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April 13, 2014 | by  | in Arts Books |
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The Inequality Debate (Review)

THE INEQUALITY DEBATE by Max Rashbrooke
4/5 stars

Max Rashbrooke’s slender yet wonderfully researched book lays bare the global problem of income inequality, confirming that New Zealand is one of the OECD’s worst offenders. It makes for pretty grim reading. Of the 2.9 million working adults in New Zealand, just 29,000 control 16 per cent of the country’s combined wealth. Those 29,000 people have a greater share of the country’s wealth than 1.45 million New Zealanders. Let that sink in.

Throughout the book, Rashbrooke breaks down what income inequality actually is and how both the world and New Zealand has descended into such an unequal quagmire. He answers many common questions surrounding income inequality, such as “Why do low incomes matter?” and “What about social mobility?”. In one of the standout sections of the book, ‘Rightful Reward’, he debunks the most common myth surrounding inequality that – if people in the lower income bracket worked harder, they would receive a greater slice of the pie. In short, current pay systems do not reflect people’s social contributions.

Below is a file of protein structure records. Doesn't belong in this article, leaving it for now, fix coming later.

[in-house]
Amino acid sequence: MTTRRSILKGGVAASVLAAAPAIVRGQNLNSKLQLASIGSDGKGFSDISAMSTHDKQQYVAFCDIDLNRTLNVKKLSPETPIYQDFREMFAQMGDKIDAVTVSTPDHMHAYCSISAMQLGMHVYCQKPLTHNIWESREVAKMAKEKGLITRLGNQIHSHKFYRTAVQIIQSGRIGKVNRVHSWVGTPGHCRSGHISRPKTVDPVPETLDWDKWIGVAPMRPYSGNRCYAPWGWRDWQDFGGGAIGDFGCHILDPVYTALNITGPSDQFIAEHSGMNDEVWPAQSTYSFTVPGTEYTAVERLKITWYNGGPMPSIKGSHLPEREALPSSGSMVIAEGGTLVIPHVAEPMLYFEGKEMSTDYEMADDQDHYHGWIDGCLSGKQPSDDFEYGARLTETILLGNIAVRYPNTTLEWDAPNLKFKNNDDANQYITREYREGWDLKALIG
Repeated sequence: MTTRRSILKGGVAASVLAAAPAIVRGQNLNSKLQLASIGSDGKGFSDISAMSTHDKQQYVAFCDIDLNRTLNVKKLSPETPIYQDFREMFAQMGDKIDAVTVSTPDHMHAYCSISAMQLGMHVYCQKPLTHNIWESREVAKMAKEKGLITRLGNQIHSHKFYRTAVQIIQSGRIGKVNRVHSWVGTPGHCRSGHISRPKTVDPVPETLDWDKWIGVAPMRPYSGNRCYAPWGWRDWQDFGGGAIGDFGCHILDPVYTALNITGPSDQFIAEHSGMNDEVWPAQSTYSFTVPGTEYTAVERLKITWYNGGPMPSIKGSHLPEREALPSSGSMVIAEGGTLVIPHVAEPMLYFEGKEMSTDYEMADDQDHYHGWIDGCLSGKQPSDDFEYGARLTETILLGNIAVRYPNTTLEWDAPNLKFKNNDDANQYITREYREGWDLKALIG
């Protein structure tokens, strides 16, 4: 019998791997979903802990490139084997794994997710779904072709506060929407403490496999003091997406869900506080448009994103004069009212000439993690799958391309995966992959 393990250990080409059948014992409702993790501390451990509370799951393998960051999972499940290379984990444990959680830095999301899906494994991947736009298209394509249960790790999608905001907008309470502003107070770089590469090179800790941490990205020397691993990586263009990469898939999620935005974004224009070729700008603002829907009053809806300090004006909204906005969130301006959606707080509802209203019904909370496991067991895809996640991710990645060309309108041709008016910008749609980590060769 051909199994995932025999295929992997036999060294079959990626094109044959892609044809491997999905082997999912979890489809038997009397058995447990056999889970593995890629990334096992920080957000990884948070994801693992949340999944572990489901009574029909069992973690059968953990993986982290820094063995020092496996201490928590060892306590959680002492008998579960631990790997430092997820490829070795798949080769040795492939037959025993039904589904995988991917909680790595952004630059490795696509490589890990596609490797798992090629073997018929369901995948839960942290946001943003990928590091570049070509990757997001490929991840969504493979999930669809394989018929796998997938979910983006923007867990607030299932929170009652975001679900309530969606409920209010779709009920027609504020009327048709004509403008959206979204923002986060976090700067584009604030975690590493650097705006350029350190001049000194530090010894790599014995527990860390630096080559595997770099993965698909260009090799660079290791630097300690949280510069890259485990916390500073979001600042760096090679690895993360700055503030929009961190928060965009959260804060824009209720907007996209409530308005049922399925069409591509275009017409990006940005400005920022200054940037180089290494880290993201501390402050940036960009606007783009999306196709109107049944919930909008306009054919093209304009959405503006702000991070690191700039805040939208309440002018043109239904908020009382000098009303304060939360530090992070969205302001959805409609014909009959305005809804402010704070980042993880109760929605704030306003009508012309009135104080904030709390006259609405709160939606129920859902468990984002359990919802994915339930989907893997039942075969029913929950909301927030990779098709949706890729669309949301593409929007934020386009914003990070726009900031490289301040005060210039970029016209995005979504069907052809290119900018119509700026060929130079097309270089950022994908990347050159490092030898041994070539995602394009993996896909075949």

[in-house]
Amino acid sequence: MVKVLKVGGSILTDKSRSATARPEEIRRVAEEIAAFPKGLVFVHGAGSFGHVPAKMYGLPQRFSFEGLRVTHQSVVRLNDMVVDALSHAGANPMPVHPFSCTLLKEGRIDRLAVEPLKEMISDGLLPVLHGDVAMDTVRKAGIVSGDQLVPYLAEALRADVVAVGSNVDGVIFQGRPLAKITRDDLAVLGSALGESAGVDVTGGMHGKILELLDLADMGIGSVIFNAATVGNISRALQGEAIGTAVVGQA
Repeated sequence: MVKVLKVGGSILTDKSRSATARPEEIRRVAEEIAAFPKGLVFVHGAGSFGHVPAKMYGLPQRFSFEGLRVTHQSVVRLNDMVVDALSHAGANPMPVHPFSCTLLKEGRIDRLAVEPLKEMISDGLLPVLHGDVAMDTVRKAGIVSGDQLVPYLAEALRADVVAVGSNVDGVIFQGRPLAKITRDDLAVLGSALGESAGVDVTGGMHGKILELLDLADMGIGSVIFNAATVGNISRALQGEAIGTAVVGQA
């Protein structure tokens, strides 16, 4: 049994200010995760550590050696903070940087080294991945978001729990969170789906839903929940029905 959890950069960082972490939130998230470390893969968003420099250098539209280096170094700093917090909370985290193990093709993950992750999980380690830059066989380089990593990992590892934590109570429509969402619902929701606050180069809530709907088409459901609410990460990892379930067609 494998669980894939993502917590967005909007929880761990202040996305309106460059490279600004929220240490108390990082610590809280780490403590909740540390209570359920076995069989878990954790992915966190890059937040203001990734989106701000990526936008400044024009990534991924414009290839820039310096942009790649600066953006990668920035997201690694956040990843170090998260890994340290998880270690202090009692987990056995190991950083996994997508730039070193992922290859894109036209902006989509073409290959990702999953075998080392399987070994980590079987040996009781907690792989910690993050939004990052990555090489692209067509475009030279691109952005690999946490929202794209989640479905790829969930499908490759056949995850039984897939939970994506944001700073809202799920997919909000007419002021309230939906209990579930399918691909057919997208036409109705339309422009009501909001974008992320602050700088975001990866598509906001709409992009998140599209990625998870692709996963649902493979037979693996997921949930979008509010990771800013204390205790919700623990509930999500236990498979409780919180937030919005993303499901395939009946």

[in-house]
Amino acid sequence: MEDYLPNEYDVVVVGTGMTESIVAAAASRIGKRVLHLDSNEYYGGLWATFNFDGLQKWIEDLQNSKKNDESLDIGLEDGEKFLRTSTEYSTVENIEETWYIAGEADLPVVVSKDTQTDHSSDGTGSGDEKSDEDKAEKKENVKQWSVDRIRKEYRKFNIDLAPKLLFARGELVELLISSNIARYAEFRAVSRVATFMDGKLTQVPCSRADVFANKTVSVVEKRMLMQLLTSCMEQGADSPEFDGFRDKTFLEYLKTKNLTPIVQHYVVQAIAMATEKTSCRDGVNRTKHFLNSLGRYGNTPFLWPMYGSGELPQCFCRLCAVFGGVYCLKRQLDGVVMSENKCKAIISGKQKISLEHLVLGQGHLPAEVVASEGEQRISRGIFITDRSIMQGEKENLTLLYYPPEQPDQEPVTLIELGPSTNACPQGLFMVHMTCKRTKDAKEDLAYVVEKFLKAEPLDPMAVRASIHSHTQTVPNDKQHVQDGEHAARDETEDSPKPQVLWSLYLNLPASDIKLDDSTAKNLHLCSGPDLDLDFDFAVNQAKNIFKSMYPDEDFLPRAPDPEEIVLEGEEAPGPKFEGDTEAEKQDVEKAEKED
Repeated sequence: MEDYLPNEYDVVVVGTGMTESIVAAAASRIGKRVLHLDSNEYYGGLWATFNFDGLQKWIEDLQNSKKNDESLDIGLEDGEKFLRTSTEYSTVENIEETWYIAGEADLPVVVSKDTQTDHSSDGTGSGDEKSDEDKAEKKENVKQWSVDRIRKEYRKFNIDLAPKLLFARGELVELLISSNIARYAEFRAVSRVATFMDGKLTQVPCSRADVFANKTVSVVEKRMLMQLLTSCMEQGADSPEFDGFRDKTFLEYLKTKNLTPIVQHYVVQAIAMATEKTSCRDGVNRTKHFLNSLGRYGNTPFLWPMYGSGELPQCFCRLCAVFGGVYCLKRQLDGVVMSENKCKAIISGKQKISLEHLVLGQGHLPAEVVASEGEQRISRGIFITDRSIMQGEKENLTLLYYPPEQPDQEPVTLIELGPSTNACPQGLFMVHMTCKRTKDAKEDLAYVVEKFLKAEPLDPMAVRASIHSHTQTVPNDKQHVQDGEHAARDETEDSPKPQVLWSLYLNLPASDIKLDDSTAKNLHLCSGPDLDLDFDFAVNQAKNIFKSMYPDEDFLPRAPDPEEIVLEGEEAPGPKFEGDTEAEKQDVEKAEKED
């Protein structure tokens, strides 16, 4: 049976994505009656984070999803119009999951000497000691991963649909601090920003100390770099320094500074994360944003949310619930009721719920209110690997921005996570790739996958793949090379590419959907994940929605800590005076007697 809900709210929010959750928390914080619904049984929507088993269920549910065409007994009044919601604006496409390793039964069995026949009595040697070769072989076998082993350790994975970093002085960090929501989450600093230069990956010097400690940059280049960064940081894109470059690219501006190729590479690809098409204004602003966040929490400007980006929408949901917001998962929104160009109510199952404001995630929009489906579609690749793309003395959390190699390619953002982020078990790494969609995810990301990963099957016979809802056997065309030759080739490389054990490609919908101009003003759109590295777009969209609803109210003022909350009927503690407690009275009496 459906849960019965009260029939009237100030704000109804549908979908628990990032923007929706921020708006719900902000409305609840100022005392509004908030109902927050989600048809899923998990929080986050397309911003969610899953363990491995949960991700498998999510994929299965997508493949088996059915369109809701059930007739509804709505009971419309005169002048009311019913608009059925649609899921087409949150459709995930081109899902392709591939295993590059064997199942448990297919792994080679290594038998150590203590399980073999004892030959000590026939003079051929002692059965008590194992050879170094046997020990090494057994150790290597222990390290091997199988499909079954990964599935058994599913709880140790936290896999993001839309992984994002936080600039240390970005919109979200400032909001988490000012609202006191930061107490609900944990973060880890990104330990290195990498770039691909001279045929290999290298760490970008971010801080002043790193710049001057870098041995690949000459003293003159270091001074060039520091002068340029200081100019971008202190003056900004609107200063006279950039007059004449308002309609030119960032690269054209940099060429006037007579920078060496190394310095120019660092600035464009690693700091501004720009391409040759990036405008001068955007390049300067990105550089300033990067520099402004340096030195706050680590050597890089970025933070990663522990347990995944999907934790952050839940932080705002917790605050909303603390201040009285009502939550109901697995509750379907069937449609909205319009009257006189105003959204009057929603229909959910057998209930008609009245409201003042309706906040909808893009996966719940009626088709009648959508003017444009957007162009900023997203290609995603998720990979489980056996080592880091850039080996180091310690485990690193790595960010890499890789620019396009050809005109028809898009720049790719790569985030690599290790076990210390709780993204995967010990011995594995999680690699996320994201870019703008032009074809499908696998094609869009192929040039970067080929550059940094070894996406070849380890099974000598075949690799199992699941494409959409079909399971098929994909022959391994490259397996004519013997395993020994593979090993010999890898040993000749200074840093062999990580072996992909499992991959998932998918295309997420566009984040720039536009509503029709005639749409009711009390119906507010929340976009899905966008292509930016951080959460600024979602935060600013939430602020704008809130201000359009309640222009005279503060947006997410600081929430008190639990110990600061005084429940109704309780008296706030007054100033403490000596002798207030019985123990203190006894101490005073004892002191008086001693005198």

But what I felt was missing from this book was suggestions of any possible solutions to the problem. Only in the very last paragraph of the book does Rashbrooke tell us that “we have some control over our inequality, too, through public pressure we place on governments and the way we deal with people around us.” What kind of pressure can we place on governments that can combat such outrageous figures?

The Inequality Debate is both fascinating and horrifying. So short that you’ve got no excuse, this is the best book you can read if you want to be informed on an issue that will dominate the rhetoric of all major political parties this election year.

Bridget Williams Books has just released a series of “snappy paperbacks”, print versions of their digital BWB Texts which “provide a new meeting space, connecting our histories, technologies, shifting readers, emerging and established authors, and our shared futures.”

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